Once I knew this, I was never in any doubt, therefore our clocks will go forward during the early hours of Sunday morning which happens on the last Sunday in March every year. A down side is that we lose an hour in bed.
In 1784 Benjamin Franklin wrote a paper while he was American ambassador to France, suggesting productivity would benefit from Parisians waking at sunrise – and has often been credited with inventing daylight saving time. But New Zealand entomologist, George Hudson, who wanted more daylight in the evenings is actually said to have first presented the idea in 1895.
Most countries in Europe will also change the clocks on the same day that we do.
Over the years, changing the clock has changed itself. Nowadays, most digital clocks, phones and many time displays on home appliances and in cars will update automatically – we no longer have to walk round the house moving hands on by an hour. But for those analogue clocks and watches which remain, we’ll still have to change them manually.
There’s now less of an excuse for forgetting to change the clocks and turning up to school or work at the wrong time.
When I was at school I never used the clocks going forward as an excuse for being late.
I actually enjoyed school (Herries Comprehensive) so was always on time, be it winter or summer.
This is one of the best days to be a night shift worker – though I can’t think of any others – as they shorten their shift by one hour.
The clocks going forward is one of my favourite times of the year, one of the true signs that winter is finally behind us.
The massive jump in the length of the day is so dramatic it’s almost surreal.
I remember, as a child enjoying time the year, as it meant we didn’t have to play football under street lights.
Playing out took on a new hue, it was a great time if year. We could now play in the woods and parks,and other parts of town where there wasn’t any street lighting.
I remember the winter months when the Hole in the road and Pond street where places to go as they where lit.
Also Central library where it was light warm and clean, and where I discovered the section Local Studies which love even today, one of Sheffield’s best kept secrets.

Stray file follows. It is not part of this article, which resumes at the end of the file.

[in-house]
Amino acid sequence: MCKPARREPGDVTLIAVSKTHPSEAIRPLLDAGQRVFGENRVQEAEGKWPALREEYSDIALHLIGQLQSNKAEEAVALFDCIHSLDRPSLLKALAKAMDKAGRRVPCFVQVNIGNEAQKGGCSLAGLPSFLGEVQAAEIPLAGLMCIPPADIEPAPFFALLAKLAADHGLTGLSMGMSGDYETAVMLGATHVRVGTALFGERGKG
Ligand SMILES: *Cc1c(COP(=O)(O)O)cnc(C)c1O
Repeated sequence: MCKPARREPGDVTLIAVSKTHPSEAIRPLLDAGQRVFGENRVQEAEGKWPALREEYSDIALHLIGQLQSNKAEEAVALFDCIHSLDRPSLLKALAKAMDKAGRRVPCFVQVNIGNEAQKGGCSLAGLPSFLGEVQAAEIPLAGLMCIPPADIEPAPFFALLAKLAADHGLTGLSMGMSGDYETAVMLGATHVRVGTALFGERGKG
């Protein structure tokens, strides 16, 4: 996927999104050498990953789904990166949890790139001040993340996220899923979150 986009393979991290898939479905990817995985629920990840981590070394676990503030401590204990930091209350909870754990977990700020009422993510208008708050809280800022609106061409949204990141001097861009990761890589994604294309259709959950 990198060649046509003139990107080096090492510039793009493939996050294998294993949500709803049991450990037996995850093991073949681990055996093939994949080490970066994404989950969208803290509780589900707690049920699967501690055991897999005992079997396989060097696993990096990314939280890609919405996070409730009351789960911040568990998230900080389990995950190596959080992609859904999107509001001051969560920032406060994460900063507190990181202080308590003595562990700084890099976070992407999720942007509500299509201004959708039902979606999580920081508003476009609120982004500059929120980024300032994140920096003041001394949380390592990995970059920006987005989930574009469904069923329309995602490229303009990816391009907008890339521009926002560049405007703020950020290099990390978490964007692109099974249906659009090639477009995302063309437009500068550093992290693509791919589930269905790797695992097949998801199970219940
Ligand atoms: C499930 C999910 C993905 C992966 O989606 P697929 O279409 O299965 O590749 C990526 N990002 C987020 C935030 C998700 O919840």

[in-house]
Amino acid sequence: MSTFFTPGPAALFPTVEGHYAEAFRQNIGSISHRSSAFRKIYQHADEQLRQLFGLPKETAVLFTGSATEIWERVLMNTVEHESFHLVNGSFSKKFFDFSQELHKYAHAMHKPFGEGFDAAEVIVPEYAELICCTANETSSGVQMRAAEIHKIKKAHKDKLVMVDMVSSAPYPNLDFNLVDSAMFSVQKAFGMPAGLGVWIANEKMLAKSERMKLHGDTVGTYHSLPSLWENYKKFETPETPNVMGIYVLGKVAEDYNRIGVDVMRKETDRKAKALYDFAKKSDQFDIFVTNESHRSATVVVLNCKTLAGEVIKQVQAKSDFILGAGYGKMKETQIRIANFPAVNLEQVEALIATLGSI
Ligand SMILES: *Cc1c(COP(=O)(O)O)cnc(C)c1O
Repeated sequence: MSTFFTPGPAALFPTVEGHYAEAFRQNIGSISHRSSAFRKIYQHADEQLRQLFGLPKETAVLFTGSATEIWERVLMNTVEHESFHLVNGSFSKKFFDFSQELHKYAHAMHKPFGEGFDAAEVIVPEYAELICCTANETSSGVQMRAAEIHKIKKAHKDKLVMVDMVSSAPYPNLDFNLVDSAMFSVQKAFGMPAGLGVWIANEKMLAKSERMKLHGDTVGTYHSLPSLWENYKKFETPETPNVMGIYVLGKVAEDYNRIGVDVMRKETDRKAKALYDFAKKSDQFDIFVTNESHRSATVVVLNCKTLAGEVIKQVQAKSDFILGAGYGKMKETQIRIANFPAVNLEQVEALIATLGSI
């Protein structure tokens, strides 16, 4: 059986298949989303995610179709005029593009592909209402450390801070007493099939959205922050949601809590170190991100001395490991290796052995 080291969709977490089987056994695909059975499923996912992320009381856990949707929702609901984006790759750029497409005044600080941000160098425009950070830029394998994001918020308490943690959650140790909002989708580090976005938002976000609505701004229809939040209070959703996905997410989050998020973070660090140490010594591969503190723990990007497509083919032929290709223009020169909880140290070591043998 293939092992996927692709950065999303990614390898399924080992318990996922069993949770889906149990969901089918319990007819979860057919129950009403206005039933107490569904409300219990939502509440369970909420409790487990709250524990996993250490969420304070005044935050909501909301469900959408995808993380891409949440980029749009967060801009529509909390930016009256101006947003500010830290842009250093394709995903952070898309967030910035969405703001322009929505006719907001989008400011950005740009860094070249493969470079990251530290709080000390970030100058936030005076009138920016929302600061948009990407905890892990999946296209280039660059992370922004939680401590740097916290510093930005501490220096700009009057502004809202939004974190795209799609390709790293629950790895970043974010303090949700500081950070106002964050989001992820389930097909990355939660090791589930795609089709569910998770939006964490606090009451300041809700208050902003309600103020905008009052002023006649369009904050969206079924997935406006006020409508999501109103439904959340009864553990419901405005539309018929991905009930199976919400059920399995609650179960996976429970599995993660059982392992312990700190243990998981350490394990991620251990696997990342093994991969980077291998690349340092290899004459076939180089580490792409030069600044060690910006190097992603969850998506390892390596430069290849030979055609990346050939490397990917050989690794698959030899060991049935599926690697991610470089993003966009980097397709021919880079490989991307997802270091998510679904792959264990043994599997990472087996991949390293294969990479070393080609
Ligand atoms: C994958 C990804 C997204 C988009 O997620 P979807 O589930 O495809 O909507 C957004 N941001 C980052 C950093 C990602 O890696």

And where the Library staff instead of shooing you away and glaring at you were more than happy to help a couple of teenagers, and show them where ,or help find items.
Even going to bed in the day light wasn’t the worst thing the world , at least you didn’t have to switch off the light and run and dive under the covers as we did in the winter dark.
Other signs are the appearance of crocuses and the vibrant yellow of daffodils springing up all over.
The cherry blossom, which we need more of in Sheffield, start to emerge.
And the birds singing in the trees become more vibrant.
We all know how much Covid has taken a toll on many, testing the resolve of so many.
On the flip side I’ve never seen parks so busy with many taking advantage of or fabulous green spaces, just as our NHS, free at the point of entry.
The holidays this year, I believe will be one of the most remarkable seasons in decades.
Notwithstanding restrictions, staying close to home for our holidays is likely to be a must for all.
This gives an opportunity to appreciate the beauty of England and all it has to offer in a way we’ve rarely done before.
For some of us more used to going abroad, travelling to the coast will fill us with excitement we haven't experienced since childhood.
Seaside resorts will see a boom like never before and I expect everything will be booked up very early.
Where foreign travel has seen it’s biggest slump in history, UK beach resorts and holiday resorts are set to see their largest boom, I hope prices don’t reflect the demand.
Clocks going forward is a great time of year let's see what this one brings.
In these confusing and worrying times, local journalism is more vital than ever. Thanks to everyone who helps us ask the questions that matter by taking out a digital subscription or buying a paper. We stand together. Nancy Fielder, editor.